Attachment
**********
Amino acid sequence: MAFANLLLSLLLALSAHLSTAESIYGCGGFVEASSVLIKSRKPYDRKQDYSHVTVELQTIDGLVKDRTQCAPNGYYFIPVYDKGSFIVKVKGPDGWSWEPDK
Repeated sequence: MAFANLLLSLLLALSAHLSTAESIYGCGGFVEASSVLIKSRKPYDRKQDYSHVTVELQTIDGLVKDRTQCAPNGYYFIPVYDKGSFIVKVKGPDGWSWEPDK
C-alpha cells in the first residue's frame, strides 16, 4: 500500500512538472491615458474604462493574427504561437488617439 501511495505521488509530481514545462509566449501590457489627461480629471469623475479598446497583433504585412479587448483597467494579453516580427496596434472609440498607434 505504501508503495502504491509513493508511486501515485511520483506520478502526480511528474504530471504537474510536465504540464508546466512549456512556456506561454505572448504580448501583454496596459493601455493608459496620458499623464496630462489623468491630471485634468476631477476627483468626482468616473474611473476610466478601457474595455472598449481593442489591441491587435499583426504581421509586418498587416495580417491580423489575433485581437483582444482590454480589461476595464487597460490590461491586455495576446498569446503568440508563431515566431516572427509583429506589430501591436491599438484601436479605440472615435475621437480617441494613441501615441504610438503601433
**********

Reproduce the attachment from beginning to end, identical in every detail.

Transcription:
Amino acid sequence: MAFANLLLSLLLALSAHLSTAESIYGCGGFVEASSVLIKSRKPYDRKQDYSHVTVELQTIDGLVKDRTQCAPNGYYFIPVYDKGSFIVKVKGPDGWSWEPDK
Repeated sequence: MAFANLLLSLLLALSAHLSTAESIYGCGGFVEASSVLIKSRKPYDRKQDYSHVTVELQTIDGLVKDRTQCAPNGYYFIPVYDKGSFIVKVKGPDGWSWEPDK
C-alpha cells in the first residue's frame, strides 16, 4: 500500500512538472491615458474604462493574427504561437488617439 501511495505521488509530481514545462509566449501590457489627461480629471469623475479598446497583433504585412479587448483597467494579453516580427496596434472609440498607434 505504501508503495502504491509513493508511486501515485511520483506520478502526480511528474504530471504537474510536465504540464508546466512549456512556456506561454505572448504580448501583454496596459493601455493608459496620458499623464496630462489623468491630471485634468476631477476627483468626482468616473474611473476610466478601457474595455472598449481593442489591441491587435499583426504581421509586418498587416495580417491580423489575433485581437483582444482590454480589461476595464487597460490590461491586455495576446498569446503568440508563431515566431516572427509583429506589430501591436491599438484601436479605440472615435475621437480617441494613441501615441504610438503601433